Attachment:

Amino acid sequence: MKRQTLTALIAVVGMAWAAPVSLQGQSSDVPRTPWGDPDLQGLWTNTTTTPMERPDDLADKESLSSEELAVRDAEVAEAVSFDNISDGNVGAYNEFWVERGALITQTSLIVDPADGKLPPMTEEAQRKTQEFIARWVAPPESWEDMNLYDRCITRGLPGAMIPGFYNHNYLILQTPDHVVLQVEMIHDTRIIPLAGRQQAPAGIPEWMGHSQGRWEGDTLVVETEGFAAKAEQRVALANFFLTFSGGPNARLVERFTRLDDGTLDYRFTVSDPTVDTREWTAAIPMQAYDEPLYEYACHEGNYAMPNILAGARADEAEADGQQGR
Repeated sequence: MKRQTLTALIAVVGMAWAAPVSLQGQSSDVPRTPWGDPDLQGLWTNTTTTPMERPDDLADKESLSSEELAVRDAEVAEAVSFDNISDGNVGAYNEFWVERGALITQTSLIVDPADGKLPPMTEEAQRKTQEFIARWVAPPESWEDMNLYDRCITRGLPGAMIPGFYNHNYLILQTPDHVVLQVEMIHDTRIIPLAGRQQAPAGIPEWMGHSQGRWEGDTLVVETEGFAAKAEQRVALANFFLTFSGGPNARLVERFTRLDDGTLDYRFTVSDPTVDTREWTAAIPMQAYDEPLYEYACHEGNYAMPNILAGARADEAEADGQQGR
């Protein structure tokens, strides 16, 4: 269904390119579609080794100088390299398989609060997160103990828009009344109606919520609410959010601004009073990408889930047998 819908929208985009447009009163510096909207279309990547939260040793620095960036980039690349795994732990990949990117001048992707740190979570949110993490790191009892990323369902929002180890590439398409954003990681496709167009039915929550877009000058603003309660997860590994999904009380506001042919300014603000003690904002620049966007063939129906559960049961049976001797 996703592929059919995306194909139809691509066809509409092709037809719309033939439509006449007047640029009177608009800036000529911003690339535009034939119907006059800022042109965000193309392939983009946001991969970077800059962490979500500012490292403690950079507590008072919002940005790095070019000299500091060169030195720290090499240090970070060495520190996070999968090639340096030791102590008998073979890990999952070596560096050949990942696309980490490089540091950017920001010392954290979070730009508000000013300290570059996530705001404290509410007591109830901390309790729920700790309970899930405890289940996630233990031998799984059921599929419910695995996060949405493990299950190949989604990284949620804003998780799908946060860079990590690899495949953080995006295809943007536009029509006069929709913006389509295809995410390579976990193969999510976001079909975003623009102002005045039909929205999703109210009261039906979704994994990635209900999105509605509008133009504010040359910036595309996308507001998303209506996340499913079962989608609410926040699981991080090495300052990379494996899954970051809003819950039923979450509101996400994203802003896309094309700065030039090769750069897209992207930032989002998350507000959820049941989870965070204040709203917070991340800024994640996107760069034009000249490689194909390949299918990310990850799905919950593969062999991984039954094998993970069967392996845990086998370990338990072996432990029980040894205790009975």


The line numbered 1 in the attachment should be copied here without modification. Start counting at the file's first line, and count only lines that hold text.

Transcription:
Amino acid sequence: MKRQTLTALIAVVGMAWAAPVSLQGQSSDVPRTPWGDPDLQGLWTNTTTTPMERPDDLADKESLSSEELAVRDAEVAEAVSFDNISDGNVGAYNEFWVERGALITQTSLIVDPADGKLPPMTEEAQRKTQEFIARWVAPPESWEDMNLYDRCITRGLPGAMIPGFYNHNYLILQTPDHVVLQVEMIHDTRIIPLAGRQQAPAGIPEWMGHSQGRWEGDTLVVETEGFAAKAEQRVALANFFLTFSGGPNARLVERFTRLDDGTLDYRFTVSDPTVDTREWTAAIPMQAYDEPLYEYACHEGNYAMPNILAGARADEAEADGQQGR